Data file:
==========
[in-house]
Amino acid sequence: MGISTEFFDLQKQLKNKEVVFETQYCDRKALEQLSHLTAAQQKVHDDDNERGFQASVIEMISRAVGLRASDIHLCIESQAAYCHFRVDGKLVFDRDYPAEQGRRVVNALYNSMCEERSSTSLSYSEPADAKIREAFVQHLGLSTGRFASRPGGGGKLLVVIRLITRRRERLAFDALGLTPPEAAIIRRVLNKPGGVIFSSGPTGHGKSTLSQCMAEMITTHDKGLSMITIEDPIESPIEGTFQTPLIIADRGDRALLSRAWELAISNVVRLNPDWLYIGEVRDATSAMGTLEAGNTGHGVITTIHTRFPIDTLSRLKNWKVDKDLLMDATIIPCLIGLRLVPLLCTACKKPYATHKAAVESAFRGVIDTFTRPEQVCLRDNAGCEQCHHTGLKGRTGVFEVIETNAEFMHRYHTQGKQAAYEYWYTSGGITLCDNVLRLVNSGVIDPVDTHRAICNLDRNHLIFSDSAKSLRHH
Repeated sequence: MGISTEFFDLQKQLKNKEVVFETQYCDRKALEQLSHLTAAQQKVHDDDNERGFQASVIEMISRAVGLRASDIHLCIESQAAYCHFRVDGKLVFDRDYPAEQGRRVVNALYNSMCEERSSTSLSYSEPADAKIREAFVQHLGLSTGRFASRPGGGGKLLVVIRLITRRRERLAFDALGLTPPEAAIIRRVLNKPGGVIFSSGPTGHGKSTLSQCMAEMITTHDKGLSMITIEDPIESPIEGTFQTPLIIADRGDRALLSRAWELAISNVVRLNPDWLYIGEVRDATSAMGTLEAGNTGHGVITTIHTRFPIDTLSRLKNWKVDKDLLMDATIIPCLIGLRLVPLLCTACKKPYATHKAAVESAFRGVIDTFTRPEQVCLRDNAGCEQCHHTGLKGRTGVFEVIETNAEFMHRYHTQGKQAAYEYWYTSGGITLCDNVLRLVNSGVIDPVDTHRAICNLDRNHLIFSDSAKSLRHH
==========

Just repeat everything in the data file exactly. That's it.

[in-house]
Amino acid sequence: MGISTEFFDLQKQLKNKEVVFETQYCDRKALEQLSHLTAAQQKVHDDDNERGFQASVIEMISRAVGLRASDIHLCIESQAAYCHFRVDGKLVFDRDYPAEQGRRVVNALYNSMCEERSSTSLSYSEPADAKIREAFVQHLGLSTGRFASRPGGGGKLLVVIRLITRRRERLAFDALGLTPPEAAIIRRVLNKPGGVIFSSGPTGHGKSTLSQCMAEMITTHDKGLSMITIEDPIESPIEGTFQTPLIIADRGDRALLSRAWELAISNVVRLNPDWLYIGEVRDATSAMGTLEAGNTGHGVITTIHTRFPIDTLSRLKNWKVDKDLLMDATIIPCLIGLRLVPLLCTACKKPYATHKAAVESAFRGVIDTFTRPEQVCLRDNAGCEQCHHTGLKGRTGVFEVIETNAEFMHRYHTQGKQAAYEYWYTSGGITLCDNVLRLVNSGVIDPVDTHRAICNLDRNHLIFSDSAKSLRHH
Repeated sequence: MGISTEFFDLQKQLKNKEVVFETQYCDRKALEQLSHLTAAQQKVHDDDNERGFQASVIEMISRAVGLRASDIHLCIESQAAYCHFRVDGKLVFDRDYPAEQGRRVVNALYNSMCEERSSTSLSYSEPADAKIREAFVQHLGLSTGRFASRPGGGGKLLVVIRLITRRRERLAFDALGLTPPEAAIIRRVLNKPGGVIFSSGPTGHGKSTLSQCMAEMITTHDKGLSMITIEDPIESPIEGTFQTPLIIADRGDRALLSRAWELAISNVVRLNPDWLYIGEVRDATSAMGTLEAGNTGHGVITTIHTRFPIDTLSRLKNWKVDKDLLMDATIIPCLIGLRLVPLLCTACKKPYATHKAAVESAFRGVIDTFTRPEQVCLRDNAGCEQCHHTGLKGRTGVFEVIETNAEFMHRYHTQGKQAAYEYWYTSGGITLCDNVLRLVNSGVIDPVDTHRAICNLDRNHLIFSDSAKSLRHH